Take the 2-minute tour ×
Seasoned Advice is a question and answer site for professional and amateur chefs. It's 100% free, no registration required.

I was looking at a recipe and it said I needed to add sugar, ginger, yeast and yeast nutrient and other stuff.

I would have thought that it would be referring to the sugar, but can anyone confirm for me please.

The recipe is for Ginger beer, if it helps.

Thanks in advance, Mike

share|improve this question
2  
There is perhaps a better Q&A site for this: homebrew.stackexchange.com. You can buy yeast nutrient from wine and beer supply sites. –  justkt Dec 11 '10 at 17:29
add comment

2 Answers

up vote 5 down vote accepted

They're likely referring to di-ammonium phosphate, which is used in wine making and mead brewing, as it provides nitrogen to accelerate the yeast growth.

I found a site giving instructions for using egg whites as a replacement, but it might be easier (and safer) to just go to a shop that specializes in brewing or wine making supplies and getting the right stuff. (I have no idea how expensive it is, as I've never done it)

Your other option would be to find an alternate recipe that doesn't call for it ... it might take longer to brew, though.

share|improve this answer
    
fantastic thank you!! I'll get some. –  Mike Mengell Dec 12 '10 at 20:21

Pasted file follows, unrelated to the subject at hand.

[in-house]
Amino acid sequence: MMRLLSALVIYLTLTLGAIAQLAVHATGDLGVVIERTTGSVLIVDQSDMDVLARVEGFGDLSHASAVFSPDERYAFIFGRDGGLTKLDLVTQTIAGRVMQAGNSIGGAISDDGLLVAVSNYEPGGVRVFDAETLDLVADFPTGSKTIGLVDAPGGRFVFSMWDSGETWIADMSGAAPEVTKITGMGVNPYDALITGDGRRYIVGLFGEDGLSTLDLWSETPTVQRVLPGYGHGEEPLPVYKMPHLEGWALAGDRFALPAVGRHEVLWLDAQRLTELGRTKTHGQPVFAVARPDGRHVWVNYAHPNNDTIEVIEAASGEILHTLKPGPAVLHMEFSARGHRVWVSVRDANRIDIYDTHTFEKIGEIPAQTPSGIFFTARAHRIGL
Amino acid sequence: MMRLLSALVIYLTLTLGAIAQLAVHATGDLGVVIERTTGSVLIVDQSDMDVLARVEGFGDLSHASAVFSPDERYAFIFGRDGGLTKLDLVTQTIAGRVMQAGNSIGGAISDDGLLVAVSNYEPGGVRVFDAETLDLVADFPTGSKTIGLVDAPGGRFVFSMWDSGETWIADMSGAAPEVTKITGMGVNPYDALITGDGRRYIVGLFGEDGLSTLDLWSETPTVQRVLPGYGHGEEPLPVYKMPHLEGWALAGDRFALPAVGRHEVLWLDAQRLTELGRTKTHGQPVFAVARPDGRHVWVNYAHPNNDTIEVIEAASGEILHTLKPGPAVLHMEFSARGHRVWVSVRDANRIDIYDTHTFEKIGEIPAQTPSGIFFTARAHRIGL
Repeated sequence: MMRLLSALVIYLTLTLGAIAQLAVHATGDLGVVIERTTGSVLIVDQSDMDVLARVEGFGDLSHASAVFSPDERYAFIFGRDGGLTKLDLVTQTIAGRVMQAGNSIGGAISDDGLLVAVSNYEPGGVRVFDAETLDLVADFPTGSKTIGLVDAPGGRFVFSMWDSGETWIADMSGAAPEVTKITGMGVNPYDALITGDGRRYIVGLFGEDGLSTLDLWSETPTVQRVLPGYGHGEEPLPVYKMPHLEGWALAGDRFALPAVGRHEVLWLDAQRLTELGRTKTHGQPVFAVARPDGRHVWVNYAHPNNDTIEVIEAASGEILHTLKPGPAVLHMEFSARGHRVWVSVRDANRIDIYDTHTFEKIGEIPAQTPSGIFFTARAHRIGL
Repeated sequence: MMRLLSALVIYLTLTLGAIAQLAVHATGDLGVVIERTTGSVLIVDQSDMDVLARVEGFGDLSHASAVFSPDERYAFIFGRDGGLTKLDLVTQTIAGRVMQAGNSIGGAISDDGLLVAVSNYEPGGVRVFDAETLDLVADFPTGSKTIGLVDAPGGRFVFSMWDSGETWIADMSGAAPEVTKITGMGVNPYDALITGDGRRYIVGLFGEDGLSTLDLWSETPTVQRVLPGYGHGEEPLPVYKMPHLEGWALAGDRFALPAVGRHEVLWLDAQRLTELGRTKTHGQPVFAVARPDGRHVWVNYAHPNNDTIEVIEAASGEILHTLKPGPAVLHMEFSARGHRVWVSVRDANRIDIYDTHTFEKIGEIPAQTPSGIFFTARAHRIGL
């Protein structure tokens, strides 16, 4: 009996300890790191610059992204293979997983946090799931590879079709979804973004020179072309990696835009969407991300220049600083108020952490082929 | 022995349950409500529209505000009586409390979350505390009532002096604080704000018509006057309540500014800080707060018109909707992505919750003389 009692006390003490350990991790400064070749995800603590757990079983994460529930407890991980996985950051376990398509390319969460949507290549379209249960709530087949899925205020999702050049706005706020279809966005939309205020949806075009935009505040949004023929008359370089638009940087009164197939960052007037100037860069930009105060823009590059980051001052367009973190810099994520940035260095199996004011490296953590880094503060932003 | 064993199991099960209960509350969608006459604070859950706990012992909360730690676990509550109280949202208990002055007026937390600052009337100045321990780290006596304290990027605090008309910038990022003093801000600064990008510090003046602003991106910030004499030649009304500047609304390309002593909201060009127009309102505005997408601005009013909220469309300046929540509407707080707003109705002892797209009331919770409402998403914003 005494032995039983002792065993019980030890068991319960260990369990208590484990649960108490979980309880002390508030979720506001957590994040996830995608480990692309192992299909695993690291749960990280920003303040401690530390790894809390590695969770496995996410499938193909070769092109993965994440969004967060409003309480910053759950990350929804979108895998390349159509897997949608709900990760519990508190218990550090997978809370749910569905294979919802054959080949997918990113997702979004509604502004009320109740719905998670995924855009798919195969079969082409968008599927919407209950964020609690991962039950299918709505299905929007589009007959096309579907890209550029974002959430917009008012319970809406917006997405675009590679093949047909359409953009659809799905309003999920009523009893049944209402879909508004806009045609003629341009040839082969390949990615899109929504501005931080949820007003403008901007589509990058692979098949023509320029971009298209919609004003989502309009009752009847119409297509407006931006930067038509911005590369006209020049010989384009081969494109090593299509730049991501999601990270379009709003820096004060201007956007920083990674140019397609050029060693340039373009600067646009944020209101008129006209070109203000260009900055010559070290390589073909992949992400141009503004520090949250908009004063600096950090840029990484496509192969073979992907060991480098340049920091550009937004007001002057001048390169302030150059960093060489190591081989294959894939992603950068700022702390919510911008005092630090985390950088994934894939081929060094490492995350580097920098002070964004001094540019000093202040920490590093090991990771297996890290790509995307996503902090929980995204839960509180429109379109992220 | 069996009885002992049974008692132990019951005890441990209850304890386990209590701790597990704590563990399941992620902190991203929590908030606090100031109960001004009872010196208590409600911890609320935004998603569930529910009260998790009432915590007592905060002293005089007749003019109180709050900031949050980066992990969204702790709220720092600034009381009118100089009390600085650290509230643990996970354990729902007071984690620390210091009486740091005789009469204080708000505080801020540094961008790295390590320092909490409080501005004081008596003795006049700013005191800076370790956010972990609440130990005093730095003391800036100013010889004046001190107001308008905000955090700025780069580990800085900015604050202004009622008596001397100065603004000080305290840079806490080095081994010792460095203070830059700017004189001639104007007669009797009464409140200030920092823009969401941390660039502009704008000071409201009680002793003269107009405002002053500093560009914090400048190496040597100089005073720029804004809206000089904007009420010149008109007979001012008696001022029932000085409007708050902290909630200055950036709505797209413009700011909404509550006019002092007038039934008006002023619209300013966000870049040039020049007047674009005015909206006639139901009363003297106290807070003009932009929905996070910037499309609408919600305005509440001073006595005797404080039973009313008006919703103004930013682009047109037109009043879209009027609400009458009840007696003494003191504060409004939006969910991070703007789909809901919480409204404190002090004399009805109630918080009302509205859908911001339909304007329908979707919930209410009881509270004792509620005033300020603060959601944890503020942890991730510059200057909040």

add comment

I make hard cider from time to time. Like Joe said, you can buy yeast nutrient at a home brewing supply store, particularly one that caters to wine makers. If you don't want to do that, a cider maker's trick is to add a handful of raisins instead. They'll release nitrogen into the wort as they break down.

Whatever you do, don't just skip it. During fermentation, the alcohol produced by the yeast helps prevent other nasties from growing in the wort. If you leave out the yeast nutrient, then your wort will be sitting around at room temperature for a long time without a lot of protection. You can end up with ginger beer vinegar due to bacterial action.

share|improve this answer
add comment

Your Answer

 
discard

By posting your answer, you agree to the privacy policy and terms of service.

Not the answer you're looking for? Browse other questions tagged or ask your own question.